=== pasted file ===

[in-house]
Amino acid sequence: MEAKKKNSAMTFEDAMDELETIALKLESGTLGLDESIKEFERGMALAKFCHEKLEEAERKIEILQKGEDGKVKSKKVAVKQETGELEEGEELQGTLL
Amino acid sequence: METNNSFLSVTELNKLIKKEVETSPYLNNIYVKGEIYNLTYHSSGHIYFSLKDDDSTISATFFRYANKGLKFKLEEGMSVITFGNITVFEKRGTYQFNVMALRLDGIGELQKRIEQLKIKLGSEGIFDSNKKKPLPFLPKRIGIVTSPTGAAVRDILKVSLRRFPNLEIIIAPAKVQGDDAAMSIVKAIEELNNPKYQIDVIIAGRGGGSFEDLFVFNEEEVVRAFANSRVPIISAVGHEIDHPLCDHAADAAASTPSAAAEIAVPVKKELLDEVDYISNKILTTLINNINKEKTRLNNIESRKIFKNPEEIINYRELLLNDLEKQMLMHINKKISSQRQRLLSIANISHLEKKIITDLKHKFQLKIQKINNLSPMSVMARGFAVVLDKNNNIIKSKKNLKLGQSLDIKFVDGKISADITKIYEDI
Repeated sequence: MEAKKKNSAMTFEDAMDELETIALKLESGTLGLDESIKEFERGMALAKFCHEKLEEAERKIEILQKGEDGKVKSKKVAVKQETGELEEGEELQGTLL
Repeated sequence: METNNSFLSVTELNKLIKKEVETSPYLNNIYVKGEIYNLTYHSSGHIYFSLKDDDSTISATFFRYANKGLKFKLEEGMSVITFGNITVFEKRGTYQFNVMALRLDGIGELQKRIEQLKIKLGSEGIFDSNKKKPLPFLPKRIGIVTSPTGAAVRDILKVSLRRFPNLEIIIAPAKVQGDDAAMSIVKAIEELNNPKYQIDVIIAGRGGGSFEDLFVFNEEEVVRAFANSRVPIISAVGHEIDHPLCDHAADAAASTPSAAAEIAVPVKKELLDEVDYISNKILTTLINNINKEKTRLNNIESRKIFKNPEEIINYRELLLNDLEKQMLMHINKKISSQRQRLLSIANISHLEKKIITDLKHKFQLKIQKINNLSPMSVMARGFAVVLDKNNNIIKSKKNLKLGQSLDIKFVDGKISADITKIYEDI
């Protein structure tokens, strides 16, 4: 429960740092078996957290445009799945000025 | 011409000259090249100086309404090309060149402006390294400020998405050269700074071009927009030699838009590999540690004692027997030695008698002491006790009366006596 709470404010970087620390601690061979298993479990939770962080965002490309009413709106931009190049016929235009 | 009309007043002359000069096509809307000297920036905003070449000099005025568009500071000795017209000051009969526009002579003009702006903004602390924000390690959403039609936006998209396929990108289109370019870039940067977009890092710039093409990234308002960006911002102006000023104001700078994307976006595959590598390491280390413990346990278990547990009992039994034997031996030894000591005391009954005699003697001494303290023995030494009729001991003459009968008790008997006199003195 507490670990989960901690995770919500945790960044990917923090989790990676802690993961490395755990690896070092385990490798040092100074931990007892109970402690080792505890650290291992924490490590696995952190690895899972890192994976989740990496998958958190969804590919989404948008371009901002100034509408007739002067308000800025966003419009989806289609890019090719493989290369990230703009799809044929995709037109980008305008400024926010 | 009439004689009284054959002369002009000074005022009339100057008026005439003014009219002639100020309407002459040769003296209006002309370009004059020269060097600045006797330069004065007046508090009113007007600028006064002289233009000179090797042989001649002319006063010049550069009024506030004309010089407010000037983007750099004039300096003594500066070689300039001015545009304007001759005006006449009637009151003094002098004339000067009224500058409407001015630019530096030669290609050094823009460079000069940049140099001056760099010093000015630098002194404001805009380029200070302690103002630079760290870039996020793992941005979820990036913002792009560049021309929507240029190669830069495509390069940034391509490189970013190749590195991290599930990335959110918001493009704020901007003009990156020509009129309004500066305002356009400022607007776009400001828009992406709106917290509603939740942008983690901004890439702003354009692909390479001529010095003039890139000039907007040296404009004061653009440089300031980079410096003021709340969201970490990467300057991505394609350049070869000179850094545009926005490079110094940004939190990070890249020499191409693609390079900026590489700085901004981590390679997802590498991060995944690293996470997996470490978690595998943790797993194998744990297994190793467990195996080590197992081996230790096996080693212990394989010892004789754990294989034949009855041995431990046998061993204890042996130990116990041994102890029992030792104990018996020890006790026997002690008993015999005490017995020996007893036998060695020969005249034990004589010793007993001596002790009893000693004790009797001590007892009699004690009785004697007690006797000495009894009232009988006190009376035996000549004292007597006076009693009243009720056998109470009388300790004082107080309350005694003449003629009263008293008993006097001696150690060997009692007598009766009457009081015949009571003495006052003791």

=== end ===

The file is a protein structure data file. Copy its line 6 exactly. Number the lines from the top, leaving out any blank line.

């Protein structure tokens, strides 16, 4: 429960740092078996957290445009799945000025 | 011409000259090249100086309404090309060149402006390294400020998405050269700074071009927009030699838009590999540690004692027997030695008698002491006790009366006596 709470404010970087620390601690061979298993479990939770962080965002490309009413709106931009190049016929235009 | 009309007043002359000069096509809307000297920036905003070449000099005025568009500071000795017209000051009969526009002579003009702006903004602390924000390690959403039609936006998209396929990108289109370019870039940067977009890092710039093409990234308002960006911002102006000023104001700078994307976006595959590598390491280390413990346990278990547990009992039994034997031996030894000591005391009954005699003697001494303290023995030494009729001991003459009968008790008997006199003195 507490670990989960901690995770919500945790960044990917923090989790990676802690993961490395755990690896070092385990490798040092100074931990007892109970402690080792505890650290291992924490490590696995952190690895899972890192994976989740990496998958958190969804590919989404948008371009901002100034509408007739002067308000800025966003419009989806289609890019090719493989290369990230703009799809044929995709037109980008305008400024926010 | 009439004689009284054959002369002009000074005022009339100057008026005439003014009219002639100020309407002459040769003296209006002309370009004059020269060097600045006797330069004065007046508090009113007007600028006064002289233009000179090797042989001649002319006063010049550069009024506030004309010089407010000037983007750099004039300096003594500066070689300039001015545009304007001759005006006449009637009151003094002098004339000067009224500058409407001015630019530096030669290609050094823009460079000069940049140099001056760099010093000015630098002194404001805009380029200070302690103002630079760290870039996020793992941005979820990036913002792009560049021309929507240029190669830069495509390069940034391509490189970013190749590195991290599930990335959110918001493009704020901007003009990156020509009129309004500066305002356009400022607007776009400001828009992406709106917290509603939740942008983690901004890439702003354009692909390479001529010095003039890139000039907007040296404009004061653009440089300031980079410096003021709340969201970490990467300057991505394609350049070869000179850094545009926005490079110094940004939190990070890249020499191409693609390079900026590489700085901004981590390679997802590498991060995944690293996470997996470490978690595998943790797993194998744990297994190793467990195996080590197992081996230790096996080693212990394989010892004789754990294989034949009855041995431990046998061993204890042996130990116990041994102890029992030792104990018996020890006790026997002690008993015999005490017995020996007893036998060695020969005249034990004589010793007993001596002790009893000693004790009797001590007892009699004690009785004697007690006797000495009894009232009988006190009376035996000549004292007597006076009693009243009720056998109470009388300790004082107080309350005694003449003629009263008293008993006097001696150690060997009692007598009766009457009081015949009571003495006052003791």